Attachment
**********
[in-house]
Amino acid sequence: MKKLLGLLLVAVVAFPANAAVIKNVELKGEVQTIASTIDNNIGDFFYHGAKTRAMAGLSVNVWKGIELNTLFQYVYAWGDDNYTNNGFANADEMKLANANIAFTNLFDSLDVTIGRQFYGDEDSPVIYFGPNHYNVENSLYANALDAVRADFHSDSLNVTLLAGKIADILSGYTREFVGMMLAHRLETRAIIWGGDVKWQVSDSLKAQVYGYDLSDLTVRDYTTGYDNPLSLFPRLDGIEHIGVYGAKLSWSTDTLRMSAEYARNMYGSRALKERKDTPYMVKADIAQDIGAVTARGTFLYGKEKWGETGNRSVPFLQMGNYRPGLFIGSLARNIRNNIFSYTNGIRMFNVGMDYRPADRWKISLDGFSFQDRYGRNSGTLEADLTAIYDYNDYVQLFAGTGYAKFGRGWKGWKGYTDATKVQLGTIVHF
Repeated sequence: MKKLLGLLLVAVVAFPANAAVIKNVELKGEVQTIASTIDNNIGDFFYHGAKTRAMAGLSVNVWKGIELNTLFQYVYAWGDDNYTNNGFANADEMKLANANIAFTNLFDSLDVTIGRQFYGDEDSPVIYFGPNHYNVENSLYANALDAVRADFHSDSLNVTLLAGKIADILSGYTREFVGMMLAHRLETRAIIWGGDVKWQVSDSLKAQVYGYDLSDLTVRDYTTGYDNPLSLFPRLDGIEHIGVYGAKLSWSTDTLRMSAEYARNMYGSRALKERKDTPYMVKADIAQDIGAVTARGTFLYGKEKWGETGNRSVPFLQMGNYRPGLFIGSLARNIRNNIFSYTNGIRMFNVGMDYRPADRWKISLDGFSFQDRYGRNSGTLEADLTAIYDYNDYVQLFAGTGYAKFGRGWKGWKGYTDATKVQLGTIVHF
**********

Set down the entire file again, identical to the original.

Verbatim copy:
[in-house]
Amino acid sequence: MKKLLGLLLVAVVAFPANAAVIKNVELKGEVQTIASTIDNNIGDFFYHGAKTRAMAGLSVNVWKGIELNTLFQYVYAWGDDNYTNNGFANADEMKLANANIAFTNLFDSLDVTIGRQFYGDEDSPVIYFGPNHYNVENSLYANALDAVRADFHSDSLNVTLLAGKIADILSGYTREFVGMMLAHRLETRAIIWGGDVKWQVSDSLKAQVYGYDLSDLTVRDYTTGYDNPLSLFPRLDGIEHIGVYGAKLSWSTDTLRMSAEYARNMYGSRALKERKDTPYMVKADIAQDIGAVTARGTFLYGKEKWGETGNRSVPFLQMGNYRPGLFIGSLARNIRNNIFSYTNGIRMFNVGMDYRPADRWKISLDGFSFQDRYGRNSGTLEADLTAIYDYNDYVQLFAGTGYAKFGRGWKGWKGYTDATKVQLGTIVHF
Repeated sequence: MKKLLGLLLVAVVAFPANAAVIKNVELKGEVQTIASTIDNNIGDFFYHGAKTRAMAGLSVNVWKGIELNTLFQYVYAWGDDNYTNNGFANADEMKLANANIAFTNLFDSLDVTIGRQFYGDEDSPVIYFGPNHYNVENSLYANALDAVRADFHSDSLNVTLLAGKIADILSGYTREFVGMMLAHRLETRAIIWGGDVKWQVSDSLKAQVYGYDLSDLTVRDYTTGYDNPLSLFPRLDGIEHIGVYGAKLSWSTDTLRMSAEYARNMYGSRALKERKDTPYMVKADIAQDIGAVTARGTFLYGKEKWGETGNRSVPFLQMGNYRPGLFIGSLARNIRNNIFSYTNGIRMFNVGMDYRPADRWKISLDGFSFQDRYGRNSGTLEADLTAIYDYNDYVQLFAGTGYAKFGRGWKGWKGYTDATKVQLGTIVHF